While the above data provide persuasive evidence supporting an essential role of STAT4 in Th1 differentiation, they are limited by their reliance on cells from STAT4+/+ mice which could be developmentally impaired; in addition, they do not address the details of IL-12Rβ2 chain-mediated STAT4 activation and how the latter relates to Th1 differentiation. On this basis we determined which of the tyrosine sites in the cytoplasmic region of the IL-12Rβ2 chain is necessary for STAT4 (and STAT3) tyrosine phosphorylation and then, having determined these sites, we assessed their relation to STAT4 tyrosine phosphorylation and Th1 differentiation/proliferation (see Fig. 2 A for a map of the cytoplasmic tyrosine sites in mouse and human IL-12Rβ2 chains).

FIGURE 2.

A, Schematic presentations of the mouse and human IL-12Rβ2 chains. Cytoplasmic tyrosines of both chains are shown and counterpart tyrosines on mouse and human IL-12Rβ2 chains are connected by dotted lines. Transmembrane region (TM), Box I, and Box II are also shown (19 ). B, IL-12Rβ2 chain expression on D10 cells stably transfected with plasmid vectors encoding mouse IL-12Rβ2 chain mutants with one cytoplasmic tyrosine mutated. Stably transfected D10 cells were stained with mouse IL-12Rβ2 chain mAb (solid lines) and control mAb (dotted lines). 677F–866F indicate the position of the tyrosine(s) mutated to phenylalanine(s) (F), and AY indicates native mouse IL-12Rβ2 chain (all tyrosines intact). D10 indicates parental D10 cells without transfection.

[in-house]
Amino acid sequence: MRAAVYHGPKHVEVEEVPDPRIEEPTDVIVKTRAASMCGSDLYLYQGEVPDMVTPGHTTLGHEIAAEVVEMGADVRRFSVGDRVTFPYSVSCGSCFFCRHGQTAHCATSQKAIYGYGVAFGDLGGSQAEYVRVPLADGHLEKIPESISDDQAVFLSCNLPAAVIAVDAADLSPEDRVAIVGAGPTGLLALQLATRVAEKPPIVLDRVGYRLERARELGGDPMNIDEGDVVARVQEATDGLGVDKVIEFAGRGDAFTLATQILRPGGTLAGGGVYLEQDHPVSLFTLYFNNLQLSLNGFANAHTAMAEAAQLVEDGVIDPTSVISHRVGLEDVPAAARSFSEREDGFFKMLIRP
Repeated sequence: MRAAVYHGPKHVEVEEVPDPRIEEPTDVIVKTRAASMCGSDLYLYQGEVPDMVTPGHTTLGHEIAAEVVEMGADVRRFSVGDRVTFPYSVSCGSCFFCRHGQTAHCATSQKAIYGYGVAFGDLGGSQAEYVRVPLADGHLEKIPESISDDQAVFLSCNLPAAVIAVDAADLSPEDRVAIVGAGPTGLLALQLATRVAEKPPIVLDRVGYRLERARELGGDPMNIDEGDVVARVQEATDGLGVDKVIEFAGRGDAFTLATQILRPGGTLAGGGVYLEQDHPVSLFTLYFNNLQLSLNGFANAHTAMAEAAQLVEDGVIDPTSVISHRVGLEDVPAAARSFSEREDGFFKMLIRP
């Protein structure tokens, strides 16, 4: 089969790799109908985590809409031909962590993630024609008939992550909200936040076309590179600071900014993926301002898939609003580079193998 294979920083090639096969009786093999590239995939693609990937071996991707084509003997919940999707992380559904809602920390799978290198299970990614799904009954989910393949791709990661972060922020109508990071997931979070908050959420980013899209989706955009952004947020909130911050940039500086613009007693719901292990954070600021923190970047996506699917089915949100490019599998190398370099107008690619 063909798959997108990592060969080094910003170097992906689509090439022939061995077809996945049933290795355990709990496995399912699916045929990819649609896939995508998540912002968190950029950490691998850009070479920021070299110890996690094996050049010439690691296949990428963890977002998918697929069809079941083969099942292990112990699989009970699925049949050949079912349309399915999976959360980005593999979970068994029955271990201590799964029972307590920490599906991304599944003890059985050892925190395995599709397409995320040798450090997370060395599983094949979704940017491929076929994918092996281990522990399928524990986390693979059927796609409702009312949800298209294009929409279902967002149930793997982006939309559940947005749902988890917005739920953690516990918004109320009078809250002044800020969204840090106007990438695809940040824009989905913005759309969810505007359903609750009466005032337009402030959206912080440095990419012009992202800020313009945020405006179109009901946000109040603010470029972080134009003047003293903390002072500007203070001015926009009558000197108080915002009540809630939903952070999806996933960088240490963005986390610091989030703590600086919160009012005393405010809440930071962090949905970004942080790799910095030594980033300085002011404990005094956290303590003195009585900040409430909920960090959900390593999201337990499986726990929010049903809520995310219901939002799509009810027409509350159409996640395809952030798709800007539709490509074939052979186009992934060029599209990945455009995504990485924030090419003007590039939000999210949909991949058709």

FIGURE 2.

A, Schematic presentations of the mouse and human IL-12Rβ2 chains. Cytoplasmic tyrosines of both chains are shown and counterpart tyrosines on mouse and human IL-12Rβ2 chains are connected by dotted lines. Transmembrane region (TM), Box I, and Box II are also shown (19 ). B, IL-12Rβ2 chain expression on D10 cells stably transfected with plasmid vectors encoding mouse IL-12Rβ2 chain mutants with one cytoplasmic tyrosine mutated. Stably transfected D10 cells were stained with mouse IL-12Rβ2 chain mAb (solid lines) and control mAb (dotted lines). 677F–866F indicate the position of the tyrosine(s) mutated to phenylalanine(s) (F), and AY indicates native mouse IL-12Rβ2 chain (all tyrosines intact). D10 indicates parental D10 cells without transfection.